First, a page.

31 Maple Street
Bristol, Connecticut USA
April 8, 2018
Rev. Kristen J. Kleiman
Throughout Lent and Holy Week, I shared a lot about fear, anxiety, and the reptilian brain. Even if you did not hear any of those messages, you know how anxiety and fear-filled our world and our lives are.
We have lots of good reasons to be anxious and afraid, and at the same time, we cannot think when we are afraid. And we cannot create healthy solutions to life’s problems when we are afraid.
So how do we get to the place where we can respond with intelligence, creativity, and thoughtfulness to life and the world? We laugh!
Yes, laughter is a remedy for reptilian, fight or flight, survival of the fittest brain. Laughing calms us and moves our energy into the parts of the brain best suited to help us respond well to problems and crises.
And laughing is also faithful and faith-filled.
“Martin Luther [one of the Protestant Reformers] wrote: ‘God is not a God of sadness, but the devil is. Christ is a God of joy. It is pleasing to the dear God whenever thou rejoicest or laughest from the bottom of thy heart.’ And John Wesley [the founder of the Methodist Church] said: ‘Sour godliness is the devil’s religion.’” (Holy Humor, 66)
So in the spirit of Christ’s resurrection, in the spirit of believing in Jesus that we may have life in his name, in the spirit of countering the devil’s tools of fear and anxiety, I invite you into a time of Holy Humor, a time of Christian silliness that we might smile, laugh, and share in God’s joy.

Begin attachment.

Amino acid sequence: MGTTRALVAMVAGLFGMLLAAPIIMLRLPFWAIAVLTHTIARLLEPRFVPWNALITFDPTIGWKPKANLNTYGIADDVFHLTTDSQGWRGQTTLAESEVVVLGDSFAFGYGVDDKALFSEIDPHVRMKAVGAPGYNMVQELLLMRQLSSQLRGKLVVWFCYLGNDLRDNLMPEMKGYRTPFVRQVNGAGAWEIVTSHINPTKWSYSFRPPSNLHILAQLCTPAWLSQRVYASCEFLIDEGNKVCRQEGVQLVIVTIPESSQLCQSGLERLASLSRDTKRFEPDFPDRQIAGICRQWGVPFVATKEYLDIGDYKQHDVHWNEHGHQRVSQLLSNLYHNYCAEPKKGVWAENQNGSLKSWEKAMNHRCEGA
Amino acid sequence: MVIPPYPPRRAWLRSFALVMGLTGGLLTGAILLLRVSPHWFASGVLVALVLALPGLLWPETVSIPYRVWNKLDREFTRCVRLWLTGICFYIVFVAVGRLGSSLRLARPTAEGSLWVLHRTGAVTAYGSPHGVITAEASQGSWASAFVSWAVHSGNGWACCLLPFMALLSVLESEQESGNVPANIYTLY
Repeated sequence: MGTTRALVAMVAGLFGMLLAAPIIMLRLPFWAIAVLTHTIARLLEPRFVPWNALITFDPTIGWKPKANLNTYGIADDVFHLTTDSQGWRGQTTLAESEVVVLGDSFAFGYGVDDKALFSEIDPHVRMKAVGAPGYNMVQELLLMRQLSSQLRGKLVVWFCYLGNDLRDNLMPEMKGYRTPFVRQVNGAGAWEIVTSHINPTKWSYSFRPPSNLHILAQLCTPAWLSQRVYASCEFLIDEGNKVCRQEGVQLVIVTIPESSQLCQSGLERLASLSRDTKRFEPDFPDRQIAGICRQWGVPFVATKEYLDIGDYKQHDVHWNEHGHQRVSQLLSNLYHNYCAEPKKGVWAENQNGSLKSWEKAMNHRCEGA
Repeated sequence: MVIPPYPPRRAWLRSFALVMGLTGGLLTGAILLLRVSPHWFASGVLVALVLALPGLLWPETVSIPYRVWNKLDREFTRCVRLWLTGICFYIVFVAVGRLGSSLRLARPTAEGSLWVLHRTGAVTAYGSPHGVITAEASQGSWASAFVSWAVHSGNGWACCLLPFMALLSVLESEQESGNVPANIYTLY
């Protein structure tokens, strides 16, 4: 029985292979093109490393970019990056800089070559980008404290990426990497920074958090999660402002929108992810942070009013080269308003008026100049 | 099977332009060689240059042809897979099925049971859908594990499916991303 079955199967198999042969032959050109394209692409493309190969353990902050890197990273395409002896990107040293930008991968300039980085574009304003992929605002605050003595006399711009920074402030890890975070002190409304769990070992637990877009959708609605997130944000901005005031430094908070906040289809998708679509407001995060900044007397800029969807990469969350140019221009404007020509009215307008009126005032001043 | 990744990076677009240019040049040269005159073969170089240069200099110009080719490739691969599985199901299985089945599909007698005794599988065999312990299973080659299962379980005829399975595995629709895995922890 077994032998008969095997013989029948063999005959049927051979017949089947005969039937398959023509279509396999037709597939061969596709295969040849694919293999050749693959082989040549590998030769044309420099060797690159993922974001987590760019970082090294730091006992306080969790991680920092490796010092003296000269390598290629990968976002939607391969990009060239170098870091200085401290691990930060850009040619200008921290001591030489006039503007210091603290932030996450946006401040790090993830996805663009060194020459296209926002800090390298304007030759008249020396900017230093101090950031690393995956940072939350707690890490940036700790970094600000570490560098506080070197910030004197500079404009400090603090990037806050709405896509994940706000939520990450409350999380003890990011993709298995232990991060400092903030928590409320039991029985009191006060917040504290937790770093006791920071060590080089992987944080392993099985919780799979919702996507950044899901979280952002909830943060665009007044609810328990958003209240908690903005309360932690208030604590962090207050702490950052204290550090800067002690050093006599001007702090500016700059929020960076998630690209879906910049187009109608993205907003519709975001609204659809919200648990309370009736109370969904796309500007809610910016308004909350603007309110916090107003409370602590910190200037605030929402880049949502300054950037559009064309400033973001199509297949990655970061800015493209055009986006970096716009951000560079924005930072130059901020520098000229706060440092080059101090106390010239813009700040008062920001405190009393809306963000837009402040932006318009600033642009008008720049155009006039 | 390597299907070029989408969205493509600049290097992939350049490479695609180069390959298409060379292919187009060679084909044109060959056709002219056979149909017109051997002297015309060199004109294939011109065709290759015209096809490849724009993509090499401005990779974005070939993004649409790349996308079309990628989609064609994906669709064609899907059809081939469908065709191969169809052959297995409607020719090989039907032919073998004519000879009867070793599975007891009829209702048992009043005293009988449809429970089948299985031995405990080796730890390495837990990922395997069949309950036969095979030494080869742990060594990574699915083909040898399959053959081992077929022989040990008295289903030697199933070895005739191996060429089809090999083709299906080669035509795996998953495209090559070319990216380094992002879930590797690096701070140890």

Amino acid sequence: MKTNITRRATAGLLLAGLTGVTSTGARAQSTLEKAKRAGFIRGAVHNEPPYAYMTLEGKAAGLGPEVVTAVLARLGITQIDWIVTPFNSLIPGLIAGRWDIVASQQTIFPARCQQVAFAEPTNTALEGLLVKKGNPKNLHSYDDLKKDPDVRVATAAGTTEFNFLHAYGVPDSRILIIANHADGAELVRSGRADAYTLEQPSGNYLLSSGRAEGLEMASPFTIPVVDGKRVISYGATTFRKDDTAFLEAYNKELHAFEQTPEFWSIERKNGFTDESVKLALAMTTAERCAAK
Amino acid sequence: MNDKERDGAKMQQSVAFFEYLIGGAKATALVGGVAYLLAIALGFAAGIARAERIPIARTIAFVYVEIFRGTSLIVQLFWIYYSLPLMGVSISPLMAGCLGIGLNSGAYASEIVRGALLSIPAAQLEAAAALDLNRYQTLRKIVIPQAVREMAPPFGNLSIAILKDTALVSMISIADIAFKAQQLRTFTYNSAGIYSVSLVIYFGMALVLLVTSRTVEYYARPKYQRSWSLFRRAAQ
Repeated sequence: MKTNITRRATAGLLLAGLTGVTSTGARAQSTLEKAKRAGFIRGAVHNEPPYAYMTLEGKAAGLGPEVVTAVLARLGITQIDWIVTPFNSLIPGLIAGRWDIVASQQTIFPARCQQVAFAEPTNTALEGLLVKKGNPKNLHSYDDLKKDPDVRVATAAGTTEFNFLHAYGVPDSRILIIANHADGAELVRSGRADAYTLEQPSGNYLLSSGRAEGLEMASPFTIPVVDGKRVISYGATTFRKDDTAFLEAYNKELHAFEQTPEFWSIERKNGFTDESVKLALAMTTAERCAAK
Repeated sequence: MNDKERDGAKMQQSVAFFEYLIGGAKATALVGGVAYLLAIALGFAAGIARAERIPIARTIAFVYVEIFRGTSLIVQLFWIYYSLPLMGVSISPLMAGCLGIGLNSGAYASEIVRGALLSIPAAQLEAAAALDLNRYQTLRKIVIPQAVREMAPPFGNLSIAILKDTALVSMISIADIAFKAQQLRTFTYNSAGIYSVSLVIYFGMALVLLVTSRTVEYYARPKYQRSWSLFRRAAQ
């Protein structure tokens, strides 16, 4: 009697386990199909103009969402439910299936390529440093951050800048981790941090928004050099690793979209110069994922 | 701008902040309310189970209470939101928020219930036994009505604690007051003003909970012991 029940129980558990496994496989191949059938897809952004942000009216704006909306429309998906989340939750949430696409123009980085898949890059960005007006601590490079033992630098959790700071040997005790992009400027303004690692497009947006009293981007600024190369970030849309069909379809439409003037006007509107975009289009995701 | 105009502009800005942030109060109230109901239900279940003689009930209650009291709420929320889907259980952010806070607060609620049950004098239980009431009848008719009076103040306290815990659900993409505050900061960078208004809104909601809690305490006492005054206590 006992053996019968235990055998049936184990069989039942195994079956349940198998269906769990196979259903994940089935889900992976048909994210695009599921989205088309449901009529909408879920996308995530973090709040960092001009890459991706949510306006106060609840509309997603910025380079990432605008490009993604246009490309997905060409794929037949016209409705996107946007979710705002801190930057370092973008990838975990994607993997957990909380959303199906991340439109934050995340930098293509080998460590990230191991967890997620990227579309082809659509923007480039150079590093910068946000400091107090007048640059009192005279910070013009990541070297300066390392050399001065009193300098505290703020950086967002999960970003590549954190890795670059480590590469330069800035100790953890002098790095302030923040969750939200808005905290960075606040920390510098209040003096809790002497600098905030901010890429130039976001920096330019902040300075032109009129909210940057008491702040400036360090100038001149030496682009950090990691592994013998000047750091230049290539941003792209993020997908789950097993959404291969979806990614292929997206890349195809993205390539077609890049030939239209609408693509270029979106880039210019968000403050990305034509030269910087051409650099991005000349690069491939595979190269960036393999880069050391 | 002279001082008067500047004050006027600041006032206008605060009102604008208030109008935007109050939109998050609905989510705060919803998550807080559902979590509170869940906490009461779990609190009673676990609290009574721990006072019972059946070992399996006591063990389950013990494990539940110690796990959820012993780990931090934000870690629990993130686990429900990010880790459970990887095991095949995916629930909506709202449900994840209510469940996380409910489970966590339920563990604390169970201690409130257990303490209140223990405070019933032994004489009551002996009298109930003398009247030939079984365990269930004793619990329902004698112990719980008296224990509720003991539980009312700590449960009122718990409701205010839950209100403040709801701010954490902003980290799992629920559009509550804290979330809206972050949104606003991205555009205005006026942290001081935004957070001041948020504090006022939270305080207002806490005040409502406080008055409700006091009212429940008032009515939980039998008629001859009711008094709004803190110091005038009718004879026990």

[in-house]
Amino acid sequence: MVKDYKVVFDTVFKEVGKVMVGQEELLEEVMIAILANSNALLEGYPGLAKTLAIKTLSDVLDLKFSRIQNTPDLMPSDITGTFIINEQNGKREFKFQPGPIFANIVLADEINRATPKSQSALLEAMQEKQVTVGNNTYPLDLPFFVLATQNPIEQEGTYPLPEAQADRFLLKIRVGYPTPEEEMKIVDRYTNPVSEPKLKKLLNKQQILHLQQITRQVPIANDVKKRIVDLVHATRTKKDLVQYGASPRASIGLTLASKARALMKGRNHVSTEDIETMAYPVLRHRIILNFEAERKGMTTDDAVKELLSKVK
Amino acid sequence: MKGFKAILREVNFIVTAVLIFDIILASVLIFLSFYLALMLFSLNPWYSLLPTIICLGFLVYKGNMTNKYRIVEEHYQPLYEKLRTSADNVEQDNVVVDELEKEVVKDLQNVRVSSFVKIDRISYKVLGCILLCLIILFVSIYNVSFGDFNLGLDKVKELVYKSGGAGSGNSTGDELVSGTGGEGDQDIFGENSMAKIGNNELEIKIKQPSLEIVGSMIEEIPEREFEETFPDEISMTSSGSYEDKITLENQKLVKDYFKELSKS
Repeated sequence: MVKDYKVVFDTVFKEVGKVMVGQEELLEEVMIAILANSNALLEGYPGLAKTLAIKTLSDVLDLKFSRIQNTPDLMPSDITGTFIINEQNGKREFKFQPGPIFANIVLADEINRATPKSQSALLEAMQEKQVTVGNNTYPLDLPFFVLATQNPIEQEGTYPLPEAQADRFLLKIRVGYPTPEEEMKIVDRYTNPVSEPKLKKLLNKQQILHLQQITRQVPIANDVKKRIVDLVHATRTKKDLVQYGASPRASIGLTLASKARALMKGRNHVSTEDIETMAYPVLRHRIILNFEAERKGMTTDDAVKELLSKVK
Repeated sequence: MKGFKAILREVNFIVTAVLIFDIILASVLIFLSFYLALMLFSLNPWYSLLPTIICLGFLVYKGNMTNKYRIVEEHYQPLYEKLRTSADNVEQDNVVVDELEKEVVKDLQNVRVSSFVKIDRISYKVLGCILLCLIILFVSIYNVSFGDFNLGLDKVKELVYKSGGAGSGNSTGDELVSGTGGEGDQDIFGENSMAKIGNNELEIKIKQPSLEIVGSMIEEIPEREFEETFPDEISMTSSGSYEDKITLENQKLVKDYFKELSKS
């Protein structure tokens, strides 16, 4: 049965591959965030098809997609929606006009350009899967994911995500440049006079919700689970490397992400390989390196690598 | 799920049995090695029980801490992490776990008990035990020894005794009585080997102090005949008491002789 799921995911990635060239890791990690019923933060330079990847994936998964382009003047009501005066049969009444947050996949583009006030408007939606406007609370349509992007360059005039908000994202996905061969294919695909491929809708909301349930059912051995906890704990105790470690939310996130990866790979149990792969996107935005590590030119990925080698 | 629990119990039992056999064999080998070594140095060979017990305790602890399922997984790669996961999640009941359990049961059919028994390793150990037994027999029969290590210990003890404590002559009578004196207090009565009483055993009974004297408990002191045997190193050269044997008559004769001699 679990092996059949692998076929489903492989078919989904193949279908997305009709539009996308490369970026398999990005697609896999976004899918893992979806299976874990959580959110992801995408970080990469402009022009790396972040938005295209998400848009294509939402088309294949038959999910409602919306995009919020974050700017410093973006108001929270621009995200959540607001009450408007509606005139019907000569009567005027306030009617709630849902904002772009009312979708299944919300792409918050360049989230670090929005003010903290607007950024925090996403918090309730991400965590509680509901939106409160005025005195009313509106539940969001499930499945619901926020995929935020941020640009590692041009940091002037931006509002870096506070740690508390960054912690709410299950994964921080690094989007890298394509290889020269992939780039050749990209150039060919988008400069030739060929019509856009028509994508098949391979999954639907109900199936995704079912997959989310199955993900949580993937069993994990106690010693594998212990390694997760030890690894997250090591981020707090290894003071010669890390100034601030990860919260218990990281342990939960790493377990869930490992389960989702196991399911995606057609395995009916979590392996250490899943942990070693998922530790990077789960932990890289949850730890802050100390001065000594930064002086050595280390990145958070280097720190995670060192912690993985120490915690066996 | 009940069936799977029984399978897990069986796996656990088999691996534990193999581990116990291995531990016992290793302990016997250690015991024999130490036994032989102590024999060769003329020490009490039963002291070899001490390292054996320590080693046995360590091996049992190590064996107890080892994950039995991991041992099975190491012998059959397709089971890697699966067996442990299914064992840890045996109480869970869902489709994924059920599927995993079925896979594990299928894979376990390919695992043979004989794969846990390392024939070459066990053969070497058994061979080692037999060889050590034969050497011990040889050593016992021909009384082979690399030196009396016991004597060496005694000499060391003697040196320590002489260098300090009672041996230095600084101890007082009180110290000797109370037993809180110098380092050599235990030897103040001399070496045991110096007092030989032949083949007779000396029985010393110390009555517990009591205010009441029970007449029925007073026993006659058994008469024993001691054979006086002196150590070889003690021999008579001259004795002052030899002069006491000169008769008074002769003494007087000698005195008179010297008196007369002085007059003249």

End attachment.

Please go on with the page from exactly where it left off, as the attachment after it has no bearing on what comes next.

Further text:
A man survives a shipwreck and finds his way to a small deserted island. He is able to survive there for more than three years until he is finally discovered. His rescuers are amazed at not only how well he survived but also at the small structures he was able to construct.
“What are those three little buildings?” they asked him.
“The one in the middle is my house,” he replied, “and the one to the west is my church. The one to the east is the church I used to go to.”
“Your Holiness,” a cardinal gasped as he ran into the pope’s office, “Jesus just rode into the Vatican on a donkey. What do we do?”
The pope looked up from his work and replied, “Look busy.”
A mortal said to God, “What is a million years like to you?”
God answered, “Like one second.”
The mortal asked, “What is a million dollars like to you?”
“Like one penny,” God said.
“Can I have a penny?” asked the mortal.
“Just a second,” God replied.
Finding himself lost in the mountains on a cold Friday night, a man prays for the Lord’s guidance and is led to a monastery. He is welcomed in, just in time for dinner. He is served a wonderful meal of fish and chips – the finest he has ever had, in fact. He asks if he may meet the cooks so he can thank them for the food.
When he tells them how much he enjoyed the meal, they thank him and introduce themselves.
“You’re most welcome, friend. I am Brother Vincent, the fish friar, and this is Brother Paul, the chip monk.”
Much thanks to Ellen Carrier and her Rolling in the Church Aisles book